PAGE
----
K. Veeraswami, C.J.
1. appeal arises under the Letters Patent from the judgment of Alagiriswami, J., who, concurring with the first appellate Court, dismissed the second appeal by the appellant who was the plaintiff. Her husband died intestate on 14th July, 1952. She was the second wife and had two sons by him. Years back, as a result of misunderstanding between her and her husband, the appellant instituted maintenance proceedings under the Code of Criminal Procedure and obtained a maintenance order. A suit brought by the husband to have that order cancelled, ended in a compromise which resulted in what we regard as a family settlement dated 24th December, 1930. The substance of this document was that the husband and his son by his first wife should take certain properties and live as joint Hindu family and the second wife and the two stons by her represented by their mother as guardian should take certain properties mentioned in the Schedule to the document and live as a separate family. Basing her claim on the Hindu Women's Right to Property Act, 1937, she brought the suit out Of which the second appeal arose for partition and separate possession of the share of her husband in the joint family consisting of himself and his son by the first wife. The trial Court granted a preliminary decree which was, however, reversed in appeal with which Alagiriswami, J., agreed.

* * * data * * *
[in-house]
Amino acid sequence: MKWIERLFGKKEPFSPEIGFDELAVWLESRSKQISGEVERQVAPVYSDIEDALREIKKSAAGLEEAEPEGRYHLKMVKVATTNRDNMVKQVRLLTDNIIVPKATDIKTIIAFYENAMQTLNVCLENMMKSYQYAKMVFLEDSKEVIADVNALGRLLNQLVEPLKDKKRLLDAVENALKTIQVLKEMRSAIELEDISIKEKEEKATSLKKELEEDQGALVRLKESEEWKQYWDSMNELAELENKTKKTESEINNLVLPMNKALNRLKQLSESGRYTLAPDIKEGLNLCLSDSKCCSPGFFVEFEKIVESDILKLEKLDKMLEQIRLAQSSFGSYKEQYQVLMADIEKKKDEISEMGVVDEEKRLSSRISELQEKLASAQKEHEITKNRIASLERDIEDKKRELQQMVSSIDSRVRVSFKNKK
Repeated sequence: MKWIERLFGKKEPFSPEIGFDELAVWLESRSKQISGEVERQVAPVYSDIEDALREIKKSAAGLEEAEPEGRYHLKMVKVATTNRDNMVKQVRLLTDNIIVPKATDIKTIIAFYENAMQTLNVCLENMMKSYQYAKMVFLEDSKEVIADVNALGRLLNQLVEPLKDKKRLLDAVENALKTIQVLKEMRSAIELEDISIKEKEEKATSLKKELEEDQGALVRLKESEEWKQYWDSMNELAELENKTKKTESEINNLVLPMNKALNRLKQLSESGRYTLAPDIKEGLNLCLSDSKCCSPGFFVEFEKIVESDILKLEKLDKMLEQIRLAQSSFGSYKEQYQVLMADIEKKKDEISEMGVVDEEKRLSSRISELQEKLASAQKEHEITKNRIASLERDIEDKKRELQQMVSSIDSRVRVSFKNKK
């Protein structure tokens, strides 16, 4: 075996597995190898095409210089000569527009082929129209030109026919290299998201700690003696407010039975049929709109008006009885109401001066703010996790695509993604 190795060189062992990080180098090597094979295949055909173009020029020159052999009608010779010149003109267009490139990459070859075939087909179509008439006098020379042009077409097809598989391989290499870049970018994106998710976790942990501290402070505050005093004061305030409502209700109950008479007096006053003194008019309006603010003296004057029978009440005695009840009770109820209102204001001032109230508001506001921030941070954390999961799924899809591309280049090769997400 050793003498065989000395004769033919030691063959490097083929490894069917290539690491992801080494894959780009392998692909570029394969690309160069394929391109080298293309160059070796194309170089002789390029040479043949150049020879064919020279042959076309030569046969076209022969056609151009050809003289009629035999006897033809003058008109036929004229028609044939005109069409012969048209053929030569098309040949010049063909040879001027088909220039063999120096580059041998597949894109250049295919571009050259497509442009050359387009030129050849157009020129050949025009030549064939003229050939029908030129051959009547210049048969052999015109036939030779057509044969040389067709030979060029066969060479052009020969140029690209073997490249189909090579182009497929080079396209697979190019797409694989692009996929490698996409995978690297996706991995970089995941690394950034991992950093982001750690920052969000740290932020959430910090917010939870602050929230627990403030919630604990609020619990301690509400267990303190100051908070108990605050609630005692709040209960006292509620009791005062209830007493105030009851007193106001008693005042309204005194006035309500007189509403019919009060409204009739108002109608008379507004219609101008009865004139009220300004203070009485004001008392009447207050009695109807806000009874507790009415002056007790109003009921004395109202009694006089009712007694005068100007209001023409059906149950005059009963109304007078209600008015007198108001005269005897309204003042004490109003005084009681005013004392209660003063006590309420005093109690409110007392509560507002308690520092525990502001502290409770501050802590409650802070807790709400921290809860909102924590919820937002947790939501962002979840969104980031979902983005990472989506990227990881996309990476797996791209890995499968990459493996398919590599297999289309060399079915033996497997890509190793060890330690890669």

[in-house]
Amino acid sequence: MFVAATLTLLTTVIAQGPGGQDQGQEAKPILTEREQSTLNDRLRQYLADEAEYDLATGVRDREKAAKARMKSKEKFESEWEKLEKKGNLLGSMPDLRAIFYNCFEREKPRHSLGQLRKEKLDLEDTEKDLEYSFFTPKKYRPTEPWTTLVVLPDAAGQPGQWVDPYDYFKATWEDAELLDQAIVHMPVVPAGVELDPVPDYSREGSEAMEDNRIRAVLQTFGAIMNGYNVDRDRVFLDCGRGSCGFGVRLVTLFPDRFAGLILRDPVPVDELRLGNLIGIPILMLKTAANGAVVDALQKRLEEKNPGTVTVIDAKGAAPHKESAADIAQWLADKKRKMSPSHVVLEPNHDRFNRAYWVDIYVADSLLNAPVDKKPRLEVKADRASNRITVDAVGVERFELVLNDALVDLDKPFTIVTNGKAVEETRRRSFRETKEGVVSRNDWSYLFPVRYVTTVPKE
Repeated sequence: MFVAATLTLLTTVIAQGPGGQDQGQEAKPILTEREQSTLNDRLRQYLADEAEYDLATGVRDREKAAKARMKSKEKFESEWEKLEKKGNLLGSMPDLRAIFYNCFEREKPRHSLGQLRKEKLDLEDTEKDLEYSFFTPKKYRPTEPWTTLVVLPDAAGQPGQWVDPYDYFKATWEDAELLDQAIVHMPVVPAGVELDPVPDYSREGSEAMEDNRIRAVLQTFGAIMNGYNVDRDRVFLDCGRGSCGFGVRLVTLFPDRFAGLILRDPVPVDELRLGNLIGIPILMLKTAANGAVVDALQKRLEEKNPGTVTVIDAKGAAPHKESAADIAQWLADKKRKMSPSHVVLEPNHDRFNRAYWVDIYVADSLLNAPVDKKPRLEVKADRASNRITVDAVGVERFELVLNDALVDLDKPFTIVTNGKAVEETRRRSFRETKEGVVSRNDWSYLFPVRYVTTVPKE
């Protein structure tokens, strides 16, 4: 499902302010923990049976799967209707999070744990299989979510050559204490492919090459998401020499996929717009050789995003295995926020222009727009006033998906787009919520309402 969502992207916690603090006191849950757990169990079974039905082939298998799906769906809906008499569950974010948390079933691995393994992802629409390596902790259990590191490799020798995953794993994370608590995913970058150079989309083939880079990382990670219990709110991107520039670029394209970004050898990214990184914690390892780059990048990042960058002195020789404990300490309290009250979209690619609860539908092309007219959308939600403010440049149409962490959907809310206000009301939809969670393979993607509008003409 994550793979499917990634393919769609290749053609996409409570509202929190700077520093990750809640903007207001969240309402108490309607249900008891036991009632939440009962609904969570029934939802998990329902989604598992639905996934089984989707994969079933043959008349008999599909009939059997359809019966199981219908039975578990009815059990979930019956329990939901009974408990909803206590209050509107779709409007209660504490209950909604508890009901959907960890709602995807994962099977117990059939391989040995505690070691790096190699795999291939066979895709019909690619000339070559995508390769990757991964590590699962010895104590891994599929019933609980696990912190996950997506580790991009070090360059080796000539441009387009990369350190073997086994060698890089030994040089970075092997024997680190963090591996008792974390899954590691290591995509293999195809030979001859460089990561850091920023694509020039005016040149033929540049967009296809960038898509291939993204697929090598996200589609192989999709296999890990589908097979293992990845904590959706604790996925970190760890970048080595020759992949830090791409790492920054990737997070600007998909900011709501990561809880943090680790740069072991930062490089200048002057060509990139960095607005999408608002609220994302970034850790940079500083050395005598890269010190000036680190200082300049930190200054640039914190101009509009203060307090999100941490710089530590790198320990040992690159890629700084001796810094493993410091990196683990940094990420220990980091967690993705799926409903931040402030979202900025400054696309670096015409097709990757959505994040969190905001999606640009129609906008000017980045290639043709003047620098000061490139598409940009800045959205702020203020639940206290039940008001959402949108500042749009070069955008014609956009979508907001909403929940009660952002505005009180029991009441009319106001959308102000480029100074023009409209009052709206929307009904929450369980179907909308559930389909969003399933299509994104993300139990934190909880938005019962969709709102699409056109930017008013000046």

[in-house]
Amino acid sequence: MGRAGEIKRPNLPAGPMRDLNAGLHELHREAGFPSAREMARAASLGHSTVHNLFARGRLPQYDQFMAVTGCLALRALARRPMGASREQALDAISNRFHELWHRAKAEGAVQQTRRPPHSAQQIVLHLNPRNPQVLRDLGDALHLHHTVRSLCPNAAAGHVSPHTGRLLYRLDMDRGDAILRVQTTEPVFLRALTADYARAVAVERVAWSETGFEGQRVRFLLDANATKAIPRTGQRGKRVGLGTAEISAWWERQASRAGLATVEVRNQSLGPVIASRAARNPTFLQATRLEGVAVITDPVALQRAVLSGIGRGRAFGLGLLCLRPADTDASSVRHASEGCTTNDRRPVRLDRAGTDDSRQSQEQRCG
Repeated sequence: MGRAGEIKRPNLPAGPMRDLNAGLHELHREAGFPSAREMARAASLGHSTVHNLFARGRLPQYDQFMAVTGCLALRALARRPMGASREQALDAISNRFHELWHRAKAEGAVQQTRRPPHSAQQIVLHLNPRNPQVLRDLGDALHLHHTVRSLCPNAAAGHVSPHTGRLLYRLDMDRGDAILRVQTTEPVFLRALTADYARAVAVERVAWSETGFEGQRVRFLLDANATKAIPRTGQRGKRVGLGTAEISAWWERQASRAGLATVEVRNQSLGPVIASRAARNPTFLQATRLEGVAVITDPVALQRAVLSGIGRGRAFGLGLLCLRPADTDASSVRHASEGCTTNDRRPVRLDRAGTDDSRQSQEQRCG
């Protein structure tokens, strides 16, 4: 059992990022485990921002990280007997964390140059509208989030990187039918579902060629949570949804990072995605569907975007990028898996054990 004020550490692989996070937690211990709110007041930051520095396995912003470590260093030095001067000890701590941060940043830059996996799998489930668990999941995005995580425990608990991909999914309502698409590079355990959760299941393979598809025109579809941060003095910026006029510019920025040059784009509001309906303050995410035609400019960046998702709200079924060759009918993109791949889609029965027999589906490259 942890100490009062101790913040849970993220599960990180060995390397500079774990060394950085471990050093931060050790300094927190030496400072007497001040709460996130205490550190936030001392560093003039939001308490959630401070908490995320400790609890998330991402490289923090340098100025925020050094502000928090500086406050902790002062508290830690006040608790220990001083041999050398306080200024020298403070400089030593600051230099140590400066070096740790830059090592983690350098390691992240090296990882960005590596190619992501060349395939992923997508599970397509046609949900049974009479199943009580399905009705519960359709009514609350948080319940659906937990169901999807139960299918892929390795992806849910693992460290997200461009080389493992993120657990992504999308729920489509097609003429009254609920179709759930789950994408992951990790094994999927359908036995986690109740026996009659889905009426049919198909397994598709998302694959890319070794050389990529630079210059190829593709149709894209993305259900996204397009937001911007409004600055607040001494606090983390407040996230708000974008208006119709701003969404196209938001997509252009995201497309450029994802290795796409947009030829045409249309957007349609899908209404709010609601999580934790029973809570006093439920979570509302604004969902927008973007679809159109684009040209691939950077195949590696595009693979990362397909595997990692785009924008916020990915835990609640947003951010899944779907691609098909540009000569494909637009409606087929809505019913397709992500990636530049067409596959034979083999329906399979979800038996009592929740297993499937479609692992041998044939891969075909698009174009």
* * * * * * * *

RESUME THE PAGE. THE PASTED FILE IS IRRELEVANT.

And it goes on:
2. The question for decision is somewhat not free from doubt but on the Whole we have come to the conclusion that the present appeal should be dismissed. Counsel for the appellant presses upon us a literal reading of Sub-section (2) of Section 3 of the Act. He says that the appellant's husband having died intestate and as a member of a Hindu joint family, she would be entitled, as his widow, to the same share as her husband had. On the first bush the argument appeared to be attractive and even received support from Ranganayakamma v. Rajesaramma : AIR1964AP380 . Chandra Reddy ,C. J., speaking for the Division Bench, referred to the observations of the Supreme Court in Chinnathayi v. Pandiya Naicker : (1961)IILLJ77SC , 'general words of a release do not mean release of rights other than those then put up and have to be limited to the circumstances which were in the contemplation of the parties when it was executed' and was of the view that if, on the date of release of maintenance right, the right under the provisions of the Hindu Women's Rights to Property Act was not in contemplation, the earlier release would not be a bar to a claim under the Act. No exception can be taken, as we consider, to that approach.